La Sombra: the Cordoba indie film inspired by the Last of Us

We chatted with Juan Antonio Chavero, the young director of La Sombra, a post-apocalyptic indie film that thematically draws heavily on The Last of Us, the Naughty Dog video game. How do you manage to make a feature film with almost no means?

We all come to a point in our lives where we have to make a decision: Where do I want to direct my life? Throughout the educational process we are prepared to “The most important decision you will ever make”. Even if you later discover that nothing is truly immutable.

Juan Antonio Chavero he knew the answer to that crossroads even before he had to ask himself. He knew better than anyone what he wanted to do: who. And most importantly, he was willing to give everything to achieve that goal.

This is how, in June 2020, he put an end to the post-production of his first feature film, a project that lasted more than three years and that, in its beginnings, seemed impossible. The shadow yes the “gold” era.

La Sombra prides itself, even in its marketing, on being “The first 100% Cordoba post-apocalyptic film”. No one can argue with you. Tells the story of Juan and Lucia, two survivors that after years of fighting together their paths begin to separate little by little. But everything changes when they meet Elena, a girl who says she is looking for her family. On their new journey they will meet other not-so-friendly survivors, who will make things very difficult for them. And also with some other zombie.

Although he had been with the idea in his head since long before, Chavero wrote the first draft of La Sombra in a single night, in 2017. Naturally, like any script, it went through a lot of rewrites and revisions throughout production, but the idea was already there. He was very clear about what he wanted to tell. And it was ambitious. In spite of have already worked on a dozen short films and web seriesIn practically all fields (also in front of the camera), the jump to shoot a feature film was abysmal. And even more so a genre film, which implies extra work on locations, makeup and wardrobe.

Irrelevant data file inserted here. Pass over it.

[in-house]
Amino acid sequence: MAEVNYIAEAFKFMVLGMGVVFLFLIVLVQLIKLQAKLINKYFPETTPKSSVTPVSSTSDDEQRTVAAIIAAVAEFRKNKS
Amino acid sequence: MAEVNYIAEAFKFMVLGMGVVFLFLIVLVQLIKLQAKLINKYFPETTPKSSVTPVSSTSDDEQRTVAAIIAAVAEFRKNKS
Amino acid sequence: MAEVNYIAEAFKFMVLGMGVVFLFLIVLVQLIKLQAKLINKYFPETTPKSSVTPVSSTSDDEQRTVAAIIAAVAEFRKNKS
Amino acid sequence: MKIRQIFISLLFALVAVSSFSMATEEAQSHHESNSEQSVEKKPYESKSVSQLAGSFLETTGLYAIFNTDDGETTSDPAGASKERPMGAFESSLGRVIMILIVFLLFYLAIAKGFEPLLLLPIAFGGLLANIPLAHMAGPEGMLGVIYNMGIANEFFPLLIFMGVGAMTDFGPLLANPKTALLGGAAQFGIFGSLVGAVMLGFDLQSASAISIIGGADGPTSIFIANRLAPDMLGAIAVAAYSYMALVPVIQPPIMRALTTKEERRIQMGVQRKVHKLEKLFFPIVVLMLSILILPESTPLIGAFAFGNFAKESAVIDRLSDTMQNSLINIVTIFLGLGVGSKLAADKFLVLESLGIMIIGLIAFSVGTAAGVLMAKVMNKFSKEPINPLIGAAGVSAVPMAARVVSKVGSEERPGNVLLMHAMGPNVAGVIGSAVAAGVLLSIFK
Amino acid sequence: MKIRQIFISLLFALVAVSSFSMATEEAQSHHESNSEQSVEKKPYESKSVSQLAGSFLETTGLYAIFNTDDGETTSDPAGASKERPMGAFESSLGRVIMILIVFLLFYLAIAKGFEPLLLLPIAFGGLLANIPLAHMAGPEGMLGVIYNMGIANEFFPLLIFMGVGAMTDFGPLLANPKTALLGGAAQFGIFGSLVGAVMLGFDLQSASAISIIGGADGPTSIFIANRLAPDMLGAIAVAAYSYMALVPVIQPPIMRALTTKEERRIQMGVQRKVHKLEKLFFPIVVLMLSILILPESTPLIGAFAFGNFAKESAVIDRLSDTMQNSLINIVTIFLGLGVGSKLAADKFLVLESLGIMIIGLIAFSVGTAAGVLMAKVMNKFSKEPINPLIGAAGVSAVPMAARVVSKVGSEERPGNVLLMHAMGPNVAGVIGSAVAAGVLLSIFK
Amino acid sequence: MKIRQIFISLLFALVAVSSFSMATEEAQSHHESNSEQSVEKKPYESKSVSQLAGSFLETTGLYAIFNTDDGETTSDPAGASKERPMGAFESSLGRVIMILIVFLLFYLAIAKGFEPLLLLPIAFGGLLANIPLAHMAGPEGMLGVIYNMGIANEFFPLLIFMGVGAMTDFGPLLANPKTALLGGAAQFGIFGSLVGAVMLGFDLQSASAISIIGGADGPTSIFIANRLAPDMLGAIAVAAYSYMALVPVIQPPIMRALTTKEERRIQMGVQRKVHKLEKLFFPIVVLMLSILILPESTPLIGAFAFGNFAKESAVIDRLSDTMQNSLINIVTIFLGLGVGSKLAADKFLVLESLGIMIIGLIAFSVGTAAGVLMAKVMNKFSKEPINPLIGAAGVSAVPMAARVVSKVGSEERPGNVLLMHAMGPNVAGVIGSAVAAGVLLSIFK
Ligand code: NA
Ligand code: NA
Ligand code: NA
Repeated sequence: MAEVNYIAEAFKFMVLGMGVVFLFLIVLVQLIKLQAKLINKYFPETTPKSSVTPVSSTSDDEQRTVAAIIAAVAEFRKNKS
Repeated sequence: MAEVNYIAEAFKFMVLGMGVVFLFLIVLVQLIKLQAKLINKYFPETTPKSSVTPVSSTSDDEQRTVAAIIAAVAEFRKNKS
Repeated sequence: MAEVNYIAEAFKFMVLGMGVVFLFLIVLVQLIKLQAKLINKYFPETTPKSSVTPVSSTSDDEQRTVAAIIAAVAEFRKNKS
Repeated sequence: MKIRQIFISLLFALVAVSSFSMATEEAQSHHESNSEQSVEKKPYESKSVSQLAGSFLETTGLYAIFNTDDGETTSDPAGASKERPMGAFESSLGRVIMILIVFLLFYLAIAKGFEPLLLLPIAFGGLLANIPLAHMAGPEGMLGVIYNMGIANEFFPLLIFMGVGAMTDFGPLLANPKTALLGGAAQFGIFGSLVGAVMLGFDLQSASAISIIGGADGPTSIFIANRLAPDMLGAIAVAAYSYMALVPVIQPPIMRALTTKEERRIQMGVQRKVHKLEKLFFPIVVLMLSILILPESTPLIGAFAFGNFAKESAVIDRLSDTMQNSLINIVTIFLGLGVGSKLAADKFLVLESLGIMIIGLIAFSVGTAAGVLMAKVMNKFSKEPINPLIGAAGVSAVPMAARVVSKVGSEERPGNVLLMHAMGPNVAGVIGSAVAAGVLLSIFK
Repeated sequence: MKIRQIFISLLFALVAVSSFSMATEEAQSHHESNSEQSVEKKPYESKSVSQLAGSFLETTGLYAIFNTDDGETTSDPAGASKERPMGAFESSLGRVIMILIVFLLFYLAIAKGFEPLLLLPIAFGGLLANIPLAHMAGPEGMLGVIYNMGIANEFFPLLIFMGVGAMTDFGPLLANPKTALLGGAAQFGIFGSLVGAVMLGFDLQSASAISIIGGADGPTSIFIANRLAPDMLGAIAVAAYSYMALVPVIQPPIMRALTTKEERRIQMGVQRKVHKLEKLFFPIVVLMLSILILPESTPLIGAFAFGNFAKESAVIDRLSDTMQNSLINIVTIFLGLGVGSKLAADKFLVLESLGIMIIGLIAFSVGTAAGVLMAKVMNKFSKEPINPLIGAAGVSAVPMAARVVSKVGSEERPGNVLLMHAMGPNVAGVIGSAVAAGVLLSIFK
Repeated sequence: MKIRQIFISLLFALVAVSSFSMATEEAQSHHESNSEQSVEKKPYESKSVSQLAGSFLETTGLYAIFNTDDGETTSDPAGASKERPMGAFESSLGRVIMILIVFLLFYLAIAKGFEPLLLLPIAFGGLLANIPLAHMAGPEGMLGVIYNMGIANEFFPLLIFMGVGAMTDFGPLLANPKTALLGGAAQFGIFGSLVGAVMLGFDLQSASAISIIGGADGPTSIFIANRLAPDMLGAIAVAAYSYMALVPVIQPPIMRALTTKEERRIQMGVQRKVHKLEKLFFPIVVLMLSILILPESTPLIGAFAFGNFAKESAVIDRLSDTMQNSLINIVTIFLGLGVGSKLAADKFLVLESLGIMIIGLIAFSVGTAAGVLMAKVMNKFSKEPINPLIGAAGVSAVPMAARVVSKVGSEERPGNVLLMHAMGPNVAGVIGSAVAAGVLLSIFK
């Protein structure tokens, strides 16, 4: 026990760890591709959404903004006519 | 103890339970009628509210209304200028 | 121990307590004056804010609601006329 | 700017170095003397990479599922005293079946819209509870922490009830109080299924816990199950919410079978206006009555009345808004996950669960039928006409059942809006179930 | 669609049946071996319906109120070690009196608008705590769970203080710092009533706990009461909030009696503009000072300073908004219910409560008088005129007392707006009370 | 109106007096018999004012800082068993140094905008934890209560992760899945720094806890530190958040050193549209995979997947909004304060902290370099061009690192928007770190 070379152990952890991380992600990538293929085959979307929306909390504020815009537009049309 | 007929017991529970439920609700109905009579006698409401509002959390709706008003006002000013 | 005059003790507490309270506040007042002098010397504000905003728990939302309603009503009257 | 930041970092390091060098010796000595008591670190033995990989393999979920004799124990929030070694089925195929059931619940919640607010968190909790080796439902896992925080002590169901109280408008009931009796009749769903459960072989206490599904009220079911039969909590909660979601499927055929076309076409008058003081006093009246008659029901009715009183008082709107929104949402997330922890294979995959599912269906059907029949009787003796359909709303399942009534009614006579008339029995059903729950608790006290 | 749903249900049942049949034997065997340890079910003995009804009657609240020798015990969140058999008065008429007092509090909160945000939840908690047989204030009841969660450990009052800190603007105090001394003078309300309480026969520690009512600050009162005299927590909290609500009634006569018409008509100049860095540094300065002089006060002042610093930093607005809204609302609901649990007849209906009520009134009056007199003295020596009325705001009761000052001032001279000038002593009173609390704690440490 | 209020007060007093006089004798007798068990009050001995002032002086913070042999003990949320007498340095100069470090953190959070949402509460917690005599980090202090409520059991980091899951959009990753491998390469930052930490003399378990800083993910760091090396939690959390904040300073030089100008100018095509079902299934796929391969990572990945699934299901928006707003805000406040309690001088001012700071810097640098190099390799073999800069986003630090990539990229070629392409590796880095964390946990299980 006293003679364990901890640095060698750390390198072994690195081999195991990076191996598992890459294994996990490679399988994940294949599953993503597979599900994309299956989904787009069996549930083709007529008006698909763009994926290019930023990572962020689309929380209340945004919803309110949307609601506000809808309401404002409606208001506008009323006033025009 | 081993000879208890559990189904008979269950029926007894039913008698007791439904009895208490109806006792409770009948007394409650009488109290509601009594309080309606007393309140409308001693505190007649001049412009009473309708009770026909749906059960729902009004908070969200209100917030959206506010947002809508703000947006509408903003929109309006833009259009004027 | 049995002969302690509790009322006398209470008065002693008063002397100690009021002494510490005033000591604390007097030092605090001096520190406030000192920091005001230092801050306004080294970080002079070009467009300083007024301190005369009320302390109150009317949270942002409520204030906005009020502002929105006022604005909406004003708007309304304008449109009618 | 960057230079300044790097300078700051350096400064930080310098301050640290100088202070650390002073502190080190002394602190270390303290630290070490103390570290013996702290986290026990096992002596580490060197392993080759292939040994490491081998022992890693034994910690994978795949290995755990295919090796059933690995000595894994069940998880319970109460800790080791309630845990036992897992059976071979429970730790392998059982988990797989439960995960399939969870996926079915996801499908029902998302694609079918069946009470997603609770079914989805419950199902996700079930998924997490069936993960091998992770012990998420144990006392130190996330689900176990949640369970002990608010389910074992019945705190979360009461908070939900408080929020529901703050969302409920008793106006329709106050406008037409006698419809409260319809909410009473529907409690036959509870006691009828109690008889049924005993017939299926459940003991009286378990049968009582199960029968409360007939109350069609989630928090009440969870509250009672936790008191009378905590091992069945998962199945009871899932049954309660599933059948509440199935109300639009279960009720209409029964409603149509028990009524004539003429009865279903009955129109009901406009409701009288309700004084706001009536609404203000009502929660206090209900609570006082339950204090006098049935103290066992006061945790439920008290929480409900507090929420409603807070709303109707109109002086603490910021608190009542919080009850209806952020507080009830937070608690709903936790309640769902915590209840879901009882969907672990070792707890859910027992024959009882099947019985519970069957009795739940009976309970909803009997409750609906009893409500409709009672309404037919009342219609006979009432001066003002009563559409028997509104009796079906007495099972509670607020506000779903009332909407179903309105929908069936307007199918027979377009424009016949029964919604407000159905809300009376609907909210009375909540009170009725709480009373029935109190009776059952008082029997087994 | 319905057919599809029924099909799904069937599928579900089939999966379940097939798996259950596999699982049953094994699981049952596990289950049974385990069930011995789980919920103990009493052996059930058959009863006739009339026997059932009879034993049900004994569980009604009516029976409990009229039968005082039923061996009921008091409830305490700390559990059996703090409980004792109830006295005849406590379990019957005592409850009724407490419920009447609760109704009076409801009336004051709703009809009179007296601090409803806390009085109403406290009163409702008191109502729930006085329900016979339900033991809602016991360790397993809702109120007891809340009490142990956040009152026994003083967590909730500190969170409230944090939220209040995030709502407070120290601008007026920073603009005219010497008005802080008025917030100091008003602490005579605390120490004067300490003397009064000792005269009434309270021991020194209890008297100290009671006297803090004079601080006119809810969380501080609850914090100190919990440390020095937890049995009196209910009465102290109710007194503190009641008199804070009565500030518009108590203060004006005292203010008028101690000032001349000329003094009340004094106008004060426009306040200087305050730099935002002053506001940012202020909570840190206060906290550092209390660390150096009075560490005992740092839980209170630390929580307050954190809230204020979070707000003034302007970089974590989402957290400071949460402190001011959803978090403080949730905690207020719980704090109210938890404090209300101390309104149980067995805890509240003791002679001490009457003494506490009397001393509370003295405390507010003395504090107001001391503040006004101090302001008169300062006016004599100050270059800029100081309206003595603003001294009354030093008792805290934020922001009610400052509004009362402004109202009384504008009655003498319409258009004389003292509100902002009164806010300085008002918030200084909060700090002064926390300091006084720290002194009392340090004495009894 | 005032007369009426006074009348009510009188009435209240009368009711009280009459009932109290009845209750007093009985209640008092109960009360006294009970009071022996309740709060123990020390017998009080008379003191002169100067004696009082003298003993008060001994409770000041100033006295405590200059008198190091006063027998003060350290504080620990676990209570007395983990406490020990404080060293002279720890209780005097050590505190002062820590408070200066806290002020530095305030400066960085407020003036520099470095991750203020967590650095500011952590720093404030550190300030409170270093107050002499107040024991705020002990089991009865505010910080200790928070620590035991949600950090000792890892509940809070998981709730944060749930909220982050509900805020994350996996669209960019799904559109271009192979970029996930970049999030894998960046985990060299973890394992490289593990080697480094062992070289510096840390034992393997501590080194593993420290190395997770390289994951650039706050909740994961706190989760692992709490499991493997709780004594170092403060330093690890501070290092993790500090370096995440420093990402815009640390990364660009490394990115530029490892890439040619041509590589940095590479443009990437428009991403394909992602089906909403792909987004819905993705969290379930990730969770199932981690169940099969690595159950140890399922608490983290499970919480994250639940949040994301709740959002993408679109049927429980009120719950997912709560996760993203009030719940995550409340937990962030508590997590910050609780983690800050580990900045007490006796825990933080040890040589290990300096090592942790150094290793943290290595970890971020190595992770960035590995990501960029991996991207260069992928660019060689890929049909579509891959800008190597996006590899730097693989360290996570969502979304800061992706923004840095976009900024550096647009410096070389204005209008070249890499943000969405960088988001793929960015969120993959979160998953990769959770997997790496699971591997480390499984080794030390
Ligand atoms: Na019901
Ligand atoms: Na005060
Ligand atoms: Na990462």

“With little media it sounded a bit crazy, but as you could see in the script, and everyone who joined the project saw it, it’s a very intimate film. Few zombies appear and in the background, it focuses on the characters, on their personal journey “, he tells us. “It was something viable, which does not mean that it had an extra effort.”

Again, the decision that his first feature film would happen in a post-apocalyptic world was made before he even considered whether he could shoot it. “I love the post-apocalyptic genre, it has been with me for as long as I can remember, and I wanted to do my bit to that genre that has given me so much.”

Chavero cites references such as Cormac McCarthy’s Highway or I Am Legend. However, none is as obvious as The Last of Us. “It was inevitable that if I was going to make a movie of the genre, it would be very inspired by the game. It marked me a lot, it was a very cinematic game, I had never seen anything like it. “ Also acknowledge that his story shares the character archetypes of The Last of Us, and can be traced parallels between Juan and Joel, Lucia and Tess, Ellie and Elena.

Even so, it makes it clear that it is not an adaptation: With a familiar starting point, it’s a story of its own. Something that, certainly, could also be said of The Last of Us itself, or any new production that starts from a post-apocalypse world. A genre that, not because it is so trite, stops having less potential. In fact, he acknowledges having found parallels between the story of La Sombra and the one he later saw in The Last of Us Parte 2 (which came out with the finished film).

This sequel, by the way, seemed to him la obra magna de Naughty Dog, with a narrative ambition rarely seen, with characters with contradictions that they have handled very well, and that goes beyond cinema “. “If it weren’t because you’re playing, killing, and feeling through command, it wouldn’t be as effective.”. Without a doubt, it will be an inspiration for future projects.

The Last of Us Part 2 Art Book on Amazon